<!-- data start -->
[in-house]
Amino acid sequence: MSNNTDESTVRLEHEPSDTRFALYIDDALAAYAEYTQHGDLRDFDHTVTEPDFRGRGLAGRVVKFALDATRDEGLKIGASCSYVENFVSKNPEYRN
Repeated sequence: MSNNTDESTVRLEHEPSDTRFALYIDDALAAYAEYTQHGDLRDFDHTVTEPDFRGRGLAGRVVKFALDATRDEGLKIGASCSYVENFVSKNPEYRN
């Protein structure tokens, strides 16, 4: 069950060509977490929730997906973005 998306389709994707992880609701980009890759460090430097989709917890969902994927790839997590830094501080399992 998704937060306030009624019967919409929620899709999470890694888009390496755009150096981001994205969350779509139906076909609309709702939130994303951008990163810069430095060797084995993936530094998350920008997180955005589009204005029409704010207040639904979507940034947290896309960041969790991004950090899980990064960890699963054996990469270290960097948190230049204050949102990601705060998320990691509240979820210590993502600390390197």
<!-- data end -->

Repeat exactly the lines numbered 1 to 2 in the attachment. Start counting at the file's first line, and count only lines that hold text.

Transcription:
[in-house]
Amino acid sequence: MSNNTDESTVRLEHEPSDTRFALYIDDALAAYAEYTQHGDLRDFDHTVTEPDFRGRGLAGRVVKFALDATRDEGLKIGASCSYVENFVSKNPEYRN